Wednesday, August 10, 2011

It's done! My first project on the Kuchulu is finished and off all spindles.  I wound a plying ball on Tuesday afternoon.   This is two strands held together, wrapped into one ball.  I used a horse chestnut for a core, because I couldn't find the little felt ball I made for this express purpose.  I suspect it has become a cat toy.

Winding the plying ball

So the singles were wound together, remaining nicely under control, and the Kuchulu passed off her singles to the maple Spindlewood for plying.

Plying ball

The Kuchulu then snuggled back into her case for a well-earned rest.  Didn't I mention before that this spindle fits in an Altoids tin with room to spare?  It makes a perfect nest for when the spindle in not in use, since it is hard-sided. The delicacy of the shaft makes me nervous about having it in my spindling kit protected with just by the cloth bag it came with.  Now to find a tin that will fit the spindle when it's assembled!

So tiny!

Then the Spindlewood took over.  I've never used a plying ball for yarn this fine before, and I am now a total convert.  Singles under tension can't go out of control, and the 45 minutes or so spent winding the ball were more than made up for in the ease of plying.  Last time I plied on a spindle, I went straight off the bobbins, and it was a royal pain in the rear.  The strands twisted around each other, the bobbins backspun, the singles kinked, I didn't have enough hands to wrangle everything, and it was an all-around miserable experience.  With this, though, it was effortless and so enjoyable.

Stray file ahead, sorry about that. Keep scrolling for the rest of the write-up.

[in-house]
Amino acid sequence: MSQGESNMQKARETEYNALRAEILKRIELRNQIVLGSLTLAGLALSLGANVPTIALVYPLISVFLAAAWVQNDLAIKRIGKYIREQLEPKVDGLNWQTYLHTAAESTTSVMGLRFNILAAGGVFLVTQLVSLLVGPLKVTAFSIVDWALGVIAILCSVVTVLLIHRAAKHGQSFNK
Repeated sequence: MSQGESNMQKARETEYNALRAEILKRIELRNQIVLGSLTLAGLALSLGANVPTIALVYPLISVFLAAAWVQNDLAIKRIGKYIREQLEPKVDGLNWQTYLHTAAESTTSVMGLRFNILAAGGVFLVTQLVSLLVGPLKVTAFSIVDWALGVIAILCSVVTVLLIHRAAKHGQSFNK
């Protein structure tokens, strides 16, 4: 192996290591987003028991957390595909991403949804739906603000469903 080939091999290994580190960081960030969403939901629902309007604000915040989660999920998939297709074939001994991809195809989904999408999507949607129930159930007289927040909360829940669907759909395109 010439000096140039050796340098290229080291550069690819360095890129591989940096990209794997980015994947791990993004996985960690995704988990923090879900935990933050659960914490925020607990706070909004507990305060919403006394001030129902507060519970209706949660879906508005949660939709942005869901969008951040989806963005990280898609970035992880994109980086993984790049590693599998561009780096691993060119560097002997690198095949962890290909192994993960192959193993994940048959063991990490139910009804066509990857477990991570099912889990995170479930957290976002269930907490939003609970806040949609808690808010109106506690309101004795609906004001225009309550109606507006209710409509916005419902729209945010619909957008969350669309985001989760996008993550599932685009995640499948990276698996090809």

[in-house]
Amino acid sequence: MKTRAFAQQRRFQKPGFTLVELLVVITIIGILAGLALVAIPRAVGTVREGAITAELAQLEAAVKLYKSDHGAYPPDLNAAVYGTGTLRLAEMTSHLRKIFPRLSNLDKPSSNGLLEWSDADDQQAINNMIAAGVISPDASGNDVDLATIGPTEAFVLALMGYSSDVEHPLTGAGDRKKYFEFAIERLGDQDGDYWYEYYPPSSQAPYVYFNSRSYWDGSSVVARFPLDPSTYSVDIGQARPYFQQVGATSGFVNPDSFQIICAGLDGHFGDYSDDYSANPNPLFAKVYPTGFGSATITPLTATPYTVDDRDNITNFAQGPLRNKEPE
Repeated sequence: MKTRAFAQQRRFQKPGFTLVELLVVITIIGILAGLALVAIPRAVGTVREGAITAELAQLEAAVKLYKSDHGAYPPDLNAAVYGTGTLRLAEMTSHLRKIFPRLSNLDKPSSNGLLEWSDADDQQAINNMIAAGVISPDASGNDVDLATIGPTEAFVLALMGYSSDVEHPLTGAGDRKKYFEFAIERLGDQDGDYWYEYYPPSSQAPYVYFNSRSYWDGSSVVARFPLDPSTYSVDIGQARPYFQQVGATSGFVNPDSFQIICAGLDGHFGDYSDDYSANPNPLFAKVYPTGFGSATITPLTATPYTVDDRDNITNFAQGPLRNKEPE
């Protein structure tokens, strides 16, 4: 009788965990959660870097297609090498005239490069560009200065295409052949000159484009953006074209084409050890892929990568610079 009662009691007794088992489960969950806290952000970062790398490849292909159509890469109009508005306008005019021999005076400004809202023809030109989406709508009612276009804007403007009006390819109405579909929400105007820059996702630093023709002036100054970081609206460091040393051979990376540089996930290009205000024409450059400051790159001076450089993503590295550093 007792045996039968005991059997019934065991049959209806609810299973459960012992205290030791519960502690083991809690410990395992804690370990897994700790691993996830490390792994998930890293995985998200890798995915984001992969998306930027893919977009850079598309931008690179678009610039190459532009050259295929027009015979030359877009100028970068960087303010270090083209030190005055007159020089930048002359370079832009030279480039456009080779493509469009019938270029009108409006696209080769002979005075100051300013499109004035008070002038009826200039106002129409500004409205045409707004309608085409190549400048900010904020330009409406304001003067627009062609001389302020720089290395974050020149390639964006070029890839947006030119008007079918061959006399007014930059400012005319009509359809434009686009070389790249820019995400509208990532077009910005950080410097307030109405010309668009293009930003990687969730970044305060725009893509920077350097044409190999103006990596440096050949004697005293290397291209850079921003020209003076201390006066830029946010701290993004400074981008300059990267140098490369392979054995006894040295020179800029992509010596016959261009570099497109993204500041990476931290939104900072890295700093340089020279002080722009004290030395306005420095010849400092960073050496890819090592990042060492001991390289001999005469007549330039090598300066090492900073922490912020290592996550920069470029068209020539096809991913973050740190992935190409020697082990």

I plied this much and had to restrain myself from doing the rest, so that I would be able to work on it that evening at our weekly knitting and spinning night.  I just wanted to keep plying!

But I resisted, and finished it off at Anne's last night.   I put the plying ball in my little spindle bag that rests in the crook of my elbow (seen here, from Sock Summit 2009), and it just unrolled happily and calmly as I pulled the doubled singles off.  It was lovely.

It took about 2 hours to do the plying, and I ended up with 410 yards of beautiful purple fine laceweight from my 30 gram AbbyBatt. 

Finished yarn

This project was smooth and enjoyable from start to finish.  I loved every step of it. I'm sad that the spinning is done... but the yarn?  Love.  I can't wait to knit something with it.


aknitter said...

I am completely in awe!

spindlecat said...

Wow. Now I wish I had gotten a Kuchulu!

cyndy said...

Very beautiful laceweight...and the altoids tin really puts that Kuchulu into perspective ;-)

What is the content of the abbybatt? Blend or 100%?